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Northern Mariana Islands Country Information
By:Maren Goldberg

The Commonwealth of the Northern Mariana Islands is a chain of 14 islands in the western Pacific Ocean, just north of Guam. It is a self-governing commonwealth in political union with the United States. The capital is Saipan. Saipan, Tinian and Rota are the main inhabited island.

Early History
The original inhabitants of the islands were Micronesians. Ferdinand Magellan was the first European to reach the islands in 1521. He named them Islas de Ladrones "Islands of Thieves." Spain took possession of the islands in 1565, colonizing them and giving them their present name after Spanish Queen regent Mariana in 1688. Spain sold the islands to Germany in 1899 after losing the Spanish-American War. In 1914, during World War I, Japan seized the Northern Marianas and later secured them as a mandate under the League of Nations.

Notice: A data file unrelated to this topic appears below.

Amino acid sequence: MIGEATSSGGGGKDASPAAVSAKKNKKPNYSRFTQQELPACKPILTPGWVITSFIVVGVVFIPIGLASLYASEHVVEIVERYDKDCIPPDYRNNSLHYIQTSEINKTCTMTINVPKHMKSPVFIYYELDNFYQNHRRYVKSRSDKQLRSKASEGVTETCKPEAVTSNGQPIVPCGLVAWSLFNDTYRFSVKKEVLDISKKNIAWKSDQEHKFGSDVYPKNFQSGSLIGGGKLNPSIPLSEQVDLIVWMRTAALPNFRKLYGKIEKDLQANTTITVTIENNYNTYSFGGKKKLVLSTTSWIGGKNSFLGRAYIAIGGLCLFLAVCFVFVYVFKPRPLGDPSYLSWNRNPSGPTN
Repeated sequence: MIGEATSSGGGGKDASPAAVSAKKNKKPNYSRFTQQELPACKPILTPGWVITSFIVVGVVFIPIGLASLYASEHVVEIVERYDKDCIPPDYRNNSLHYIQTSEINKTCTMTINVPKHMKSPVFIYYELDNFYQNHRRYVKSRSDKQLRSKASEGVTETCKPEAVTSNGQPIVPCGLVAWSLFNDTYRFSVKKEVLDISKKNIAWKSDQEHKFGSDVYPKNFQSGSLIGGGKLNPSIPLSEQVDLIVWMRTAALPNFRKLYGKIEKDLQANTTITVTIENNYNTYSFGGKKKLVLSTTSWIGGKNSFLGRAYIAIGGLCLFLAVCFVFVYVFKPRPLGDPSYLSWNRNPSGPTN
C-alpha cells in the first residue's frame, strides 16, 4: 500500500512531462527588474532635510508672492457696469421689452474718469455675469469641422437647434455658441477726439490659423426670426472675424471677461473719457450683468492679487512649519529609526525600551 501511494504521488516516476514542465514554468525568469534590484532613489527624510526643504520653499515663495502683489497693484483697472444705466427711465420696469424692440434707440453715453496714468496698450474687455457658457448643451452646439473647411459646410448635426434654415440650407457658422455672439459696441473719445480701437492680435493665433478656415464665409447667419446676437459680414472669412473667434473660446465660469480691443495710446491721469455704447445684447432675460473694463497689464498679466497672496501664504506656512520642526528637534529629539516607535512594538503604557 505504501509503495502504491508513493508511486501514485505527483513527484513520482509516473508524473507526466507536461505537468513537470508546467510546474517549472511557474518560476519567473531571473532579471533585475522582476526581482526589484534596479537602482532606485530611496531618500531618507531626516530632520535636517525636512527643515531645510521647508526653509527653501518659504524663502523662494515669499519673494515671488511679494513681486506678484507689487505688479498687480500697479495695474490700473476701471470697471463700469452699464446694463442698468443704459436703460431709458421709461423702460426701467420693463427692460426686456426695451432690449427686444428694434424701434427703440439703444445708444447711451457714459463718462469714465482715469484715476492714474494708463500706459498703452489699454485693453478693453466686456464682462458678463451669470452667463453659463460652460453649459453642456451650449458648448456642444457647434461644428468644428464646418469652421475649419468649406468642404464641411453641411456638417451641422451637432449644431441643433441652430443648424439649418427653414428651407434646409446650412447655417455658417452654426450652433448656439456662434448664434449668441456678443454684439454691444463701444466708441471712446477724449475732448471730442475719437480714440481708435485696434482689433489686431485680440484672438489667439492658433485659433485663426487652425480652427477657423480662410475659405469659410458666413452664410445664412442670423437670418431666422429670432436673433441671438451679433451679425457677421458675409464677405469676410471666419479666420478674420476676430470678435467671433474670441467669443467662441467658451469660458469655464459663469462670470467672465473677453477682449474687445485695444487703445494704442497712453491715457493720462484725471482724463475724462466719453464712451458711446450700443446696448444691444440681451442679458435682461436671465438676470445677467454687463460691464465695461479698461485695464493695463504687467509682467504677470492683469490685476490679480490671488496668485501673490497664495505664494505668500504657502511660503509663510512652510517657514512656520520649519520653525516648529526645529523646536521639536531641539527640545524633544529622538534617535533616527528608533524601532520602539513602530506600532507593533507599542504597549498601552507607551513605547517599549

Recent History
During World War II, the United States invaded the islands, eventually gaining control of them. After the war, a U.S. military government was established there. In 1947 the islands became part of the United Nations Trust Territory of the Pacific Islands. In 1976 the islands moved toward becoming a commonwealth of the United States, and its residents adopted their own constitution the following year. The Northern Marianas officially became a U.S. commonwealth in 1986, when the trusteeship was dissolved.

The islands are diverse, with Asians--mainly Filipino and Chinese--making up the bulk of the population. There are smaller groups of Chamorros and Carolinians. Chamorro, Carolinian and English are official languages. The predominant religion is Roman Catholicism.

Aside from U.S. government aid, tourism is the major source of income for the islands and employs about half of the workforce. Other significant economic activities include subsistence farming and clothing production.

The Northern Marianas are self-governed, and its residents elect a local governor, lieutenant governor and legislature. The bicameral legislature consists of a Senate with nine members who are popularly elected to four-year nonconsecutive terms and a House of Representatives with 20 members who are popularly elected to two-year terms. The islands have one non-voting delegate in the U.S. House of Representatives.

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